John Russell (Penn State University, and dh+lib contributing editor) and Allyssa Bruce (Kansas State University) explore the intersection of library collections and information literacy in a guest post for the Collections as Data project.
In “Collections as Data & Information Literacy,” Russell and Bruce approach the Santa Barbara Statement on Collections as Data from the perspective of the ACRL Framework for Information Literacy for Higher Education, focusing on the Authority is Constructed and Contextual frame:
The Santa Barbara Statement calls for a rethinking of data documentation, turning our README files and codebooks into sites where provenance, ethics, and, we contend, information literacy can intersect (principles 3, 4, and 6). When we make our ethical commitments visible through documentation, we are allowing users to better assess both how authority can be constructed as well as how these collections obscure or incorporate other viewpoints and voices.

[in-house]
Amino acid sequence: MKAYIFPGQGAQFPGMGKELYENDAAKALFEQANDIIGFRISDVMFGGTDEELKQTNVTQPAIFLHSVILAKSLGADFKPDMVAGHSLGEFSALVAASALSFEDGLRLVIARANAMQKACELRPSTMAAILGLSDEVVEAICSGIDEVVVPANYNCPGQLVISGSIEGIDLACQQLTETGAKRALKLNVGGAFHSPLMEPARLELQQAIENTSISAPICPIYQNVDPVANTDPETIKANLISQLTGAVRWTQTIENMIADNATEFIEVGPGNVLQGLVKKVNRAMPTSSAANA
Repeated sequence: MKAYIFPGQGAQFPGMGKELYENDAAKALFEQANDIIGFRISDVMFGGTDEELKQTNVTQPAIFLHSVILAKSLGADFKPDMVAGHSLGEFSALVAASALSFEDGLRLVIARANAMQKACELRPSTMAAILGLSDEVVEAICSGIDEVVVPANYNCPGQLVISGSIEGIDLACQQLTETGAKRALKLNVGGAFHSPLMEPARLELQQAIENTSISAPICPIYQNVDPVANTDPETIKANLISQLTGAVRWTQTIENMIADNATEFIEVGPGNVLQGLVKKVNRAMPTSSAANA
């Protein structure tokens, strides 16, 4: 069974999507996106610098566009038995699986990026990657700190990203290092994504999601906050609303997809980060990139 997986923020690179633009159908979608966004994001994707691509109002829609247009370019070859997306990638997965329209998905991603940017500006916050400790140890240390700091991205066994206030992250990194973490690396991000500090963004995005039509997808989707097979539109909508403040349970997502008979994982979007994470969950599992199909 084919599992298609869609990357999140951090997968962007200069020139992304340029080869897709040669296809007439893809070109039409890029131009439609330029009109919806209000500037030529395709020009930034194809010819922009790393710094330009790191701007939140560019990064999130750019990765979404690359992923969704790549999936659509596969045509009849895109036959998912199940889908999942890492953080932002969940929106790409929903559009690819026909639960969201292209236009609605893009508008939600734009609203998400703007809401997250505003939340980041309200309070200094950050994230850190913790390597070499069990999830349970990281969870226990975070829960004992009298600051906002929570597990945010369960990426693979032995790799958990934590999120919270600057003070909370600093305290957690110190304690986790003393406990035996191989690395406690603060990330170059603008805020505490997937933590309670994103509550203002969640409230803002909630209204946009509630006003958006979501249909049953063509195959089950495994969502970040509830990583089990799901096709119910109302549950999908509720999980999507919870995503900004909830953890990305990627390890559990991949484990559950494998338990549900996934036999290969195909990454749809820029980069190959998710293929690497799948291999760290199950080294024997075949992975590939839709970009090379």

While this post addresses the connection between library digital collections and information literacy, Russell examines related issues in “Beyond Buttonology: Digital Humanities, Digital Pedagogy, and Information Literacy,” a recent College & Research Libraries News article co-authored with Merinda Kaye Hensley (University of Illinois at Urbana-Champaign).
This post was produced through a cooperation between Rosalind Bucy, Theresa Burress, Nathalie Chardon, Kristina De Voe, Elizabeth Gibes, Desirae Zingarelli-Sweet (Editors-at-large for the week), Roxanne Shirazi (Editor for the week), and Caitlin Christian-Lamb, Nickoal Eichmann-Kalwara, Sarah Melton, and Patrick Williams (dh+lib Review Editors).